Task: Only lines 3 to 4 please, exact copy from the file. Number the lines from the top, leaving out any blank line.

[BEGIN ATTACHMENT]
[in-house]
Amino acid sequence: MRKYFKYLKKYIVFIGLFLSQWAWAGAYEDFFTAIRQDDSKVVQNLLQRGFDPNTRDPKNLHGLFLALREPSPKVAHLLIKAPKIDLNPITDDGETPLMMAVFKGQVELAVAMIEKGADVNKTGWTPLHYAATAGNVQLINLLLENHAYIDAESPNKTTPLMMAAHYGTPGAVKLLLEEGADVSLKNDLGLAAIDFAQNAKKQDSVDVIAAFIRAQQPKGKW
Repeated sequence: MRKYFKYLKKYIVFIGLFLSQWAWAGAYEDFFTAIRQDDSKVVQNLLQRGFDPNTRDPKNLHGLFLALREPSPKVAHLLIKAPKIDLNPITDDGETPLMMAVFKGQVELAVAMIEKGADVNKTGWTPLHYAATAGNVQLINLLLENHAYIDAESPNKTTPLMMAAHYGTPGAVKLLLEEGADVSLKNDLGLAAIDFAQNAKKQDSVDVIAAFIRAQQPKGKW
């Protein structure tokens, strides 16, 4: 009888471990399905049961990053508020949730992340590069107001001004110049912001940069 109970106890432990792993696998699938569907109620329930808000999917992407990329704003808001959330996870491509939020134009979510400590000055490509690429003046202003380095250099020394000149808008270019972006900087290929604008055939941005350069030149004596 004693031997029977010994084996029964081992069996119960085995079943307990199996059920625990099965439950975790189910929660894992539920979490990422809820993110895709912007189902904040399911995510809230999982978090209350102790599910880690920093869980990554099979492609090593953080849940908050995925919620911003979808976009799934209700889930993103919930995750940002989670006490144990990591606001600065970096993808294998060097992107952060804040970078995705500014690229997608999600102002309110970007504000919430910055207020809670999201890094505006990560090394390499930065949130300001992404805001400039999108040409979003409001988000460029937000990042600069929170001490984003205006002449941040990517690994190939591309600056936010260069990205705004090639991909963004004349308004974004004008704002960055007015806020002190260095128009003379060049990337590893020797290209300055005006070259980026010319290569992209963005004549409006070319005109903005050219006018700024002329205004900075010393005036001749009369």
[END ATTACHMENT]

Repeated sequence: MRKYFKYLKKYIVFIGLFLSQWAWAGAYEDFFTAIRQDDSKVVQNLLQRGFDPNTRDPKNLHGLFLALREPSPKVAHLLIKAPKIDLNPITDDGETPLMMAVFKGQVELAVAMIEKGADVNKTGWTPLHYAATAGNVQLINLLLENHAYIDAESPNKTTPLMMAAHYGTPGAVKLLLEEGADVSLKNDLGLAAIDFAQNAKKQDSVDVIAAFIRAQQPKGKW
């Protein structure tokens, strides 16, 4: 009888471990399905049961990053508020949730992340590069107001001004110049912001940069 109970106890432990792993696998699938569907109620329930808000999917992407990329704003808001959330996870491509939020134009979510400590000055490509690429003046202003380095250099020394000149808008270019972006900087290929604008055939941005350069030149004596 004693031997029977010994084996029964081992069996119960085995079943307990199996059920625990099965439950975790189910929660894992539920979490990422809820993110895709912007189902904040399911995510809230999982978090209350102790599910880690920093869980990554099979492609090593953080849940908050995925919620911003979808976009799934209700889930993103919930995750940002989670006490144990990591606001600065970096993808294998060097992107952060804040970078995705500014690229997608999600102002309110970007504000919430910055207020809670999201890094505006990560090394390499930065949130300001992404805001400039999108040409979003409001988000460029937000990042600069929170001490984003205006002449941040990517690994190939591309600056936010260069990205705004090639991909963004004349308004974004004008704002960055007015806020002190260095128009003379060049990337590893020797290209300055005006070259980026010319290569992209963005004549409006070319005109903005050219006018700024002329205004900075010393005036001749009369």